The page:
The privacy-oriented cryptocurrency Grin has completed the first hard fork on its mainnet. The fork took place at block height 262,080 on July 17 essentially implementing the backward-incompatible upgrade.
Grin platform launched in January 2019 and currently has a market capitalization of about $60 million. Accordingly, these changes will optimize the network for maximum miner decentralization and usability.
After the fork, users will have to simply update their software to continue in the network. This is different from classical forks like the Bitcoin fork which resulted in network splits to form other networks like BCH. Developer John Tromp explained it as follows:
“In a classical fork, the chain can split into two mutually incompatible continuations. … In Grin, there is no way to continue growing the ‘old’ chain since the old code refuses to accept any blocks past the [hard fork] height.”
Moreover, this hard fork will discourage Grin mining through dedicated application-specific integrated circuits (ASICs). As such, the move will include a new edition of the bulletproof rewind scheme for Grin wallets.
Is ASIC Mining Still A Problem?
Trop admitted that there is no sign of users using ASIC rigs to mine Grin yet. That said, Grin’s secondary Proof-of-Work scheme Cuckaroo29 is for the purpose of continual iteration to crack down on ASIC mining. ASIC mining is notorious for making Bitcoin mining essentially centralized as desktop mining is pretty much unprofitable. As such, the developers intend to curb this ability to a small number to control mining profitability metrics.
“In the 133 days of Grin mining so far, there is no sign of any ASIC mining. We do know of several ASIC products planned to come out in summer. To the extent that any such ASICs have built-in support for Cuckaroo29, we want our tweak to bricks that support.”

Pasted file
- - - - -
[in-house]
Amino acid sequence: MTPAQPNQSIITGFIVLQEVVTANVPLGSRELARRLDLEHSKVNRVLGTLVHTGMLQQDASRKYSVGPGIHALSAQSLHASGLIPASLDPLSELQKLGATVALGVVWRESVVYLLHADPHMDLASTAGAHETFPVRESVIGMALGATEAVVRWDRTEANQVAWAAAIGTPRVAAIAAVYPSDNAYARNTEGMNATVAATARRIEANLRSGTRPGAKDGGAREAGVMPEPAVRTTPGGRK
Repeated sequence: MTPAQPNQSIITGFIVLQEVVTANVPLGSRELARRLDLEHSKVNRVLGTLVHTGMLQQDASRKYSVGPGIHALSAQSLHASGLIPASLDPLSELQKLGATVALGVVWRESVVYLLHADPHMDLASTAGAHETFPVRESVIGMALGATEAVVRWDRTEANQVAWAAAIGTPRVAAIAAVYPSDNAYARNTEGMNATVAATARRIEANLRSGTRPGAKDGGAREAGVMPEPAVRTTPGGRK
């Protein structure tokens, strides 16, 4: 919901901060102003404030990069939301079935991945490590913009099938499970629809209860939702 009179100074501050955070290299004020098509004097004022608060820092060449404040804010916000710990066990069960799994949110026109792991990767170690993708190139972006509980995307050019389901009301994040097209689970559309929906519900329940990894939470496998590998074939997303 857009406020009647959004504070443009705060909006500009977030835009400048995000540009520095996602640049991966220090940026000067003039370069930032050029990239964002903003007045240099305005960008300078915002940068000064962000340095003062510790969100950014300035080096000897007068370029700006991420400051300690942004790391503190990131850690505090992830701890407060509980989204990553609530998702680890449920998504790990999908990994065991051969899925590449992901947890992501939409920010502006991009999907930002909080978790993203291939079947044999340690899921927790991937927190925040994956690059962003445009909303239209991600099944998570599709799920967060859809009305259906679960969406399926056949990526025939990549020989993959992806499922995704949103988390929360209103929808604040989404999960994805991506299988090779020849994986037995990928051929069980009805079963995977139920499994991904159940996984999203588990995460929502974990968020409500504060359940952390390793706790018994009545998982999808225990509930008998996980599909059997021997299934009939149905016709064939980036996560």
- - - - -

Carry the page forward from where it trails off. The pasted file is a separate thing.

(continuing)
Therefore, these developments go to show the commitment of the developing team to combating ASIC mining. In essence, it is even pre-emptive in nature as the ASIC mining is not at a level that is enough to raise centralization concerns.
The Nature of The Fork
Grin had previously proposed a mainnet for the same height but on June 5th. The developer also intended to con continue hardforking its mainnet at regular intervals. Accordingly, each fork occurs approximately once every six months upon reaching 262,080 new blocks.
With the execution of the hard fork on the mainnet, the network will no longer recognize transactions on the blockchain before the effective date. Notably, Grin also uses the Mimblewimble protocol. This interesting project has the name of an eerie tongue-tying curse from the popular Harry Potter fantasy series and can facilitate obfuscation of transactions. This will add to user privacy and limit double-spending. Accordingly, the network can now go by the tag of a lightweight Mimblewimble blockchain.
This network is simply trying to implement changes that give it a competitive edge in the market. Even though ASIC mining is not an evident problem, the developers saw it fit to implement the changes. The coming few months will be interesting for this network. This is because the platform has the potential to generate up to $100 million from its mining annually. Therefore having a more level playing field on that front improves overall network participation and utilization